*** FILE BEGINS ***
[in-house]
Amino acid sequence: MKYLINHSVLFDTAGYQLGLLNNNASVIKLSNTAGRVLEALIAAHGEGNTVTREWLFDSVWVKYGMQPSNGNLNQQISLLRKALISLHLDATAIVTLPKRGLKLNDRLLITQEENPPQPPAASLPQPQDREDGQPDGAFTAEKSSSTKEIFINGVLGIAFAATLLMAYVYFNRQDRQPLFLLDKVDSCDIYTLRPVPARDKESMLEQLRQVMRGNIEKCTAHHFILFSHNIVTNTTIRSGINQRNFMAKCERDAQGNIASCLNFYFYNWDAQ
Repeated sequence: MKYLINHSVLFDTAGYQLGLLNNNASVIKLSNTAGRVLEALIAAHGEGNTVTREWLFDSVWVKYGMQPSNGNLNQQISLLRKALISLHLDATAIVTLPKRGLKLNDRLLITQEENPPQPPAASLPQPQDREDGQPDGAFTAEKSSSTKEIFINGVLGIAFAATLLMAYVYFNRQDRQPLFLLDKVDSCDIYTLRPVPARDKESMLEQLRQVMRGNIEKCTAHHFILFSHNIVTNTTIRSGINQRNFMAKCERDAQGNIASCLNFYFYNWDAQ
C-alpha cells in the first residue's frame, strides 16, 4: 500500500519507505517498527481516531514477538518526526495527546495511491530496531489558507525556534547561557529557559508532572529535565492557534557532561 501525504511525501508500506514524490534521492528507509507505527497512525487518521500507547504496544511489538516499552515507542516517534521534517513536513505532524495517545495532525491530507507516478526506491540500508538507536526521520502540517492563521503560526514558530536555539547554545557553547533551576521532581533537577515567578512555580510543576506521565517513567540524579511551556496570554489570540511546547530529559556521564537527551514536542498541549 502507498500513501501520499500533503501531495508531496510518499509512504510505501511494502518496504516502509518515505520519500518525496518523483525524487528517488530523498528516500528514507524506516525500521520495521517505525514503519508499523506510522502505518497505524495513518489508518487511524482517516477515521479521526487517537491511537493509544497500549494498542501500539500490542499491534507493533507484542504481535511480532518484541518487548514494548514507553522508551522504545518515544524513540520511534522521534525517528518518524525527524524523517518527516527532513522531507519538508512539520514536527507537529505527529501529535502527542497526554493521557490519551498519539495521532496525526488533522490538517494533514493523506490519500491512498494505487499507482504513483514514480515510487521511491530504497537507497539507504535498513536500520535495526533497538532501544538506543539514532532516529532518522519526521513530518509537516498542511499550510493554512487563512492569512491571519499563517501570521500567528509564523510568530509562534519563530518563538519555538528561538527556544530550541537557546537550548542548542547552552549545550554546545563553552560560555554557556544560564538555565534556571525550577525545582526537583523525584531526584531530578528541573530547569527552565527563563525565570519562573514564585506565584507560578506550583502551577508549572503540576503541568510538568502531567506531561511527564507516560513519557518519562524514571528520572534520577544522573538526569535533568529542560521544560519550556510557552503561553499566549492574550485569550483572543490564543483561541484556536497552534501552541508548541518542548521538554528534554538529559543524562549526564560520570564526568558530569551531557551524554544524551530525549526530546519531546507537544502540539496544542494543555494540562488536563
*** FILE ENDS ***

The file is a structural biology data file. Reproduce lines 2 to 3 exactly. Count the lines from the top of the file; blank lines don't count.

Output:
Amino acid sequence: MKYLINHSVLFDTAGYQLGLLNNNASVIKLSNTAGRVLEALIAAHGEGNTVTREWLFDSVWVKYGMQPSNGNLNQQISLLRKALISLHLDATAIVTLPKRGLKLNDRLLITQEENPPQPPAASLPQPQDREDGQPDGAFTAEKSSSTKEIFINGVLGIAFAATLLMAYVYFNRQDRQPLFLLDKVDSCDIYTLRPVPARDKESMLEQLRQVMRGNIEKCTAHHFILFSHNIVTNTTIRSGINQRNFMAKCERDAQGNIASCLNFYFYNWDAQ
Repeated sequence: MKYLINHSVLFDTAGYQLGLLNNNASVIKLSNTAGRVLEALIAAHGEGNTVTREWLFDSVWVKYGMQPSNGNLNQQISLLRKALISLHLDATAIVTLPKRGLKLNDRLLITQEENPPQPPAASLPQPQDREDGQPDGAFTAEKSSSTKEIFINGVLGIAFAATLLMAYVYFNRQDRQPLFLLDKVDSCDIYTLRPVPARDKESMLEQLRQVMRGNIEKCTAHHFILFSHNIVTNTTIRSGINQRNFMAKCERDAQGNIASCLNFYFYNWDAQ